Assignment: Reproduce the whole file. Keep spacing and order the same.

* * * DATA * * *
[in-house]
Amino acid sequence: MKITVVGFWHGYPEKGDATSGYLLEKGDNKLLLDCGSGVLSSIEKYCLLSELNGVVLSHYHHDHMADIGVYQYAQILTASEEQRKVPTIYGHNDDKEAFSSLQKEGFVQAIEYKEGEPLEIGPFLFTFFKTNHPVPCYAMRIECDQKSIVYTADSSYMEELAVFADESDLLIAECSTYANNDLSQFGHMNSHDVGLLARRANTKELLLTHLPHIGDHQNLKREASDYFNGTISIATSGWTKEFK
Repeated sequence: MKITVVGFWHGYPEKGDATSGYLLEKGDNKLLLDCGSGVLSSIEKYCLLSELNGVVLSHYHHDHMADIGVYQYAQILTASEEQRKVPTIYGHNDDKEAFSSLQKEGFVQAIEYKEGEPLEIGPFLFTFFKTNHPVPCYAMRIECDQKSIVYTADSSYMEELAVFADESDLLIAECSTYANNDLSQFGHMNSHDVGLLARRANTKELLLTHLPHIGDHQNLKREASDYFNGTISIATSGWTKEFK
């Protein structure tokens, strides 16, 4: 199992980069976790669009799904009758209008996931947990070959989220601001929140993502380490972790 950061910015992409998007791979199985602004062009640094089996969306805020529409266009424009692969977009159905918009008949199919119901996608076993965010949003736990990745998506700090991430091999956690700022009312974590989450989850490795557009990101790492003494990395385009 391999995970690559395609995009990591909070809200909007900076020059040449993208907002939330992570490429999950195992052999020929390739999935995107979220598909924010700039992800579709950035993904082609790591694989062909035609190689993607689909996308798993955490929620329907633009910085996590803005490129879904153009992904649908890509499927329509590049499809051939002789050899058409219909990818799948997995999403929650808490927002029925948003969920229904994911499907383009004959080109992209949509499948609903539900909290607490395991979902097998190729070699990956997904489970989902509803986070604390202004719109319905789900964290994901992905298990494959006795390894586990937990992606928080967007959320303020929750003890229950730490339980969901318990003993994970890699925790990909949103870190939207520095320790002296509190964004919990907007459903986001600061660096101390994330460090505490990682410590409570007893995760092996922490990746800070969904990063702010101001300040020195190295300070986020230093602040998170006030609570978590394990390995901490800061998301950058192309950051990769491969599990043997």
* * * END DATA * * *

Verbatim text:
[in-house]
Amino acid sequence: MKITVVGFWHGYPEKGDATSGYLLEKGDNKLLLDCGSGVLSSIEKYCLLSELNGVVLSHYHHDHMADIGVYQYAQILTASEEQRKVPTIYGHNDDKEAFSSLQKEGFVQAIEYKEGEPLEIGPFLFTFFKTNHPVPCYAMRIECDQKSIVYTADSSYMEELAVFADESDLLIAECSTYANNDLSQFGHMNSHDVGLLARRANTKELLLTHLPHIGDHQNLKREASDYFNGTISIATSGWTKEFK
Repeated sequence: MKITVVGFWHGYPEKGDATSGYLLEKGDNKLLLDCGSGVLSSIEKYCLLSELNGVVLSHYHHDHMADIGVYQYAQILTASEEQRKVPTIYGHNDDKEAFSSLQKEGFVQAIEYKEGEPLEIGPFLFTFFKTNHPVPCYAMRIECDQKSIVYTADSSYMEELAVFADESDLLIAECSTYANNDLSQFGHMNSHDVGLLARRANTKELLLTHLPHIGDHQNLKREASDYFNGTISIATSGWTKEFK
């Protein structure tokens, strides 16, 4: 199992980069976790669009799904009758209008996931947990070959989220601001929140993502380490972790 950061910015992409998007791979199985602004062009640094089996969306805020529409266009424009692969977009159905918009008949199919119901996608076993965010949003736990990745998506700090991430091999956690700022009312974590989450989850490795557009990101790492003494990395385009 391999995970690559395609995009990591909070809200909007900076020059040449993208907002939330992570490429999950195992052999020929390739999935995107979220598909924010700039992800579709950035993904082609790591694989062909035609190689993607689909996308798993955490929620329907633009910085996590803005490129879904153009992904649908890509499927329509590049499809051939002789050899058409219909990818799948997995999403929650808490927002029925948003969920229904994911499907383009004959080109992209949509499948609903539900909290607490395991979902097998190729070699990956997904489970989902509803986070604390202004719109319905789900964290994901992905298990494959006795390894586990937990992606928080967007959320303020929750003890229950730490339980969901318990003993994970890699925790990909949103870190939207520095320790002296509190964004919990907007459903986001600061660096101390994330460090505490990682410590409570007893995760092996922490990746800070969904990063702010101001300040020195190295300070986020230093602040998170006030609570978590394990390995901490800061998301950058192309950051990769491969599990043997």